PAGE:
Vietnam’s MoT proposes to buy back all non-State stake in Airports Corporation

A terminal at Noi Bai International Airport. Visual from ACV's website.

Vietnam’s Ministry of Transport has proposed to buy back close to 4.5 per cent stake, that’s currently not owned by the state, in Airports Corporation of Vietnam (ACV), local media reported.

If the proposal goes through, ACV will become a 100 per cent state-owned firm – a process that will ensure the highest standards of national security for aviation, the ministry said in a proposal it sent to the government.

ACV, which runs 21 airports in the country, has been officially operating as a joint stock company since 2016 after it offered more than 77.8 million shares in its IPO on Ho Chi Minh City Stock Exchange.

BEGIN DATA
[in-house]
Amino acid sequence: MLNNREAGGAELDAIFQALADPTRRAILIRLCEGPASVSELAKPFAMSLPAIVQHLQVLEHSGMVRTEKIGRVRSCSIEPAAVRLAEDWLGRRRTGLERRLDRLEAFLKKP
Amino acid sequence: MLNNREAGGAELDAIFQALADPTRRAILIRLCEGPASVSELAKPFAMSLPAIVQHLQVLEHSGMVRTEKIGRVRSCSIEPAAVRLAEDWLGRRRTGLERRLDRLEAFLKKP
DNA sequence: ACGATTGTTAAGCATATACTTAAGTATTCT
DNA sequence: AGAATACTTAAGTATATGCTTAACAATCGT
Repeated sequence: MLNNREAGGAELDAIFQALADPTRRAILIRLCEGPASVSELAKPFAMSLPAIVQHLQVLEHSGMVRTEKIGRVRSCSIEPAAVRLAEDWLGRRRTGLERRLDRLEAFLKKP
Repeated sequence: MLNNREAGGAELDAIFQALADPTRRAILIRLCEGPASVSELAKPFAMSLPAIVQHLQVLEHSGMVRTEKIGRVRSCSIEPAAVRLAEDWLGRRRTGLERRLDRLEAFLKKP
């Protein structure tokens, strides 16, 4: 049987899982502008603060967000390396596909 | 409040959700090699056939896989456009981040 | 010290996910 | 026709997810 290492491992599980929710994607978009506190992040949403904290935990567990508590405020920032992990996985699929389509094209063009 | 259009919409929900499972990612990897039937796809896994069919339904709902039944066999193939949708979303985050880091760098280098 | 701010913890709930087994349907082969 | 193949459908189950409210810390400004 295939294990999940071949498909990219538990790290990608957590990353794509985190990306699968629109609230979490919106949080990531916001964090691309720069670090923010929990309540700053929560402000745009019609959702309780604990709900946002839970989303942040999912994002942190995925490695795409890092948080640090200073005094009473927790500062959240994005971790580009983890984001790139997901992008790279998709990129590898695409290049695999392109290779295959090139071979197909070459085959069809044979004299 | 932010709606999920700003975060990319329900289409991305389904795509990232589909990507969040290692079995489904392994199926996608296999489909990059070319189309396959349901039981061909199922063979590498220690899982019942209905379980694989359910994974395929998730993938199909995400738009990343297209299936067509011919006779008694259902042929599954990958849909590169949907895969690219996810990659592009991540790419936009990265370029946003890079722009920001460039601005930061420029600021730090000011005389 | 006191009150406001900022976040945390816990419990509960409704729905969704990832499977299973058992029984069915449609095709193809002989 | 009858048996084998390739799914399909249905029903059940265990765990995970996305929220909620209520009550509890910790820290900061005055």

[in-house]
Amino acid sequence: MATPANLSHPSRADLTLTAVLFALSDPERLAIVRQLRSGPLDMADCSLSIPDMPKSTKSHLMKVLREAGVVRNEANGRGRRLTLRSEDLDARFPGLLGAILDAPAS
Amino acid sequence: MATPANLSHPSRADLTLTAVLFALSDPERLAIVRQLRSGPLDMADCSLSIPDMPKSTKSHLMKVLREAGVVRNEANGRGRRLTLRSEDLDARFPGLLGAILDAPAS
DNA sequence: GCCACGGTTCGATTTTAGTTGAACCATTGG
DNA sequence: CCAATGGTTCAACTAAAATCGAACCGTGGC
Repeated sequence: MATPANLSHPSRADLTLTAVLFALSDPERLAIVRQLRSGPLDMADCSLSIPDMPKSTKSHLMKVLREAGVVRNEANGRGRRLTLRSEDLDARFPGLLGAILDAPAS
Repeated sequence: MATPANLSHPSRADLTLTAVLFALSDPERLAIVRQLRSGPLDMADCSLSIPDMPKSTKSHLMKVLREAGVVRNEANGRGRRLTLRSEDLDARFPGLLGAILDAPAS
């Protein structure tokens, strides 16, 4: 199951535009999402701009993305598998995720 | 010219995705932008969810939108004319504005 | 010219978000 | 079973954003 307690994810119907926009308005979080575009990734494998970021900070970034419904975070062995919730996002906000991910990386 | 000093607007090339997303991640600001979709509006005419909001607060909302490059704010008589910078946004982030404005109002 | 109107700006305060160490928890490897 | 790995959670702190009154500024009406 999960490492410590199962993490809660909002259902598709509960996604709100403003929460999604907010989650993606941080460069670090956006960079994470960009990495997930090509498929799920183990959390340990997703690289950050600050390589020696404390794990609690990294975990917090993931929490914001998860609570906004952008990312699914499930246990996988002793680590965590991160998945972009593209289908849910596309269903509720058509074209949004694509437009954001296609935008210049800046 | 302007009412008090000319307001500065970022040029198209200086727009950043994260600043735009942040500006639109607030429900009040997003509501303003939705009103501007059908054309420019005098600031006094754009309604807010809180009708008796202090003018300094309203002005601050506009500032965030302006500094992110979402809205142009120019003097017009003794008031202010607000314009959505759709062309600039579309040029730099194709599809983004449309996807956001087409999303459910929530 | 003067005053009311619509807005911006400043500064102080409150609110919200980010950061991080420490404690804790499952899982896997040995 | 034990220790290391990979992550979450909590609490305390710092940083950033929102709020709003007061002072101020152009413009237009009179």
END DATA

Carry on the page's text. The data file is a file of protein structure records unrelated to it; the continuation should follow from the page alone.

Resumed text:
The Committee for Management of State Capital (CMSC) currently owns 95.4 per cent in ACV, while foreign shareholders hold another 3.59 per cent. The remaining 0.87 per cent is owned by other shareholders.

In the proposal, the ministry also wants all public aviation infrastructure to be transferred to ACV until 2025, after which it will review and return them to the government.

“As the ACV continues managing and using airports, the facilities and assets will be operated properly, assuring the security and safety for aviation transportation,” MoT said.

ACV was established in 2012 after merging Vietnam’s north, south and central aviation corporations.

Currently, ACV is one of the largest enterprises listed on Vietnam’s stock market with a market capitalization of nearly VND 177 trillion. At the current market price, the State has to spend VND8.1 trillion to buy back 4.5 per cent stake of ACV.

In 2018, ACV had a total asset value of over VND 53 trillion, posted revenue of VND16 trillion and after-tax profit of more than VND6 trillion.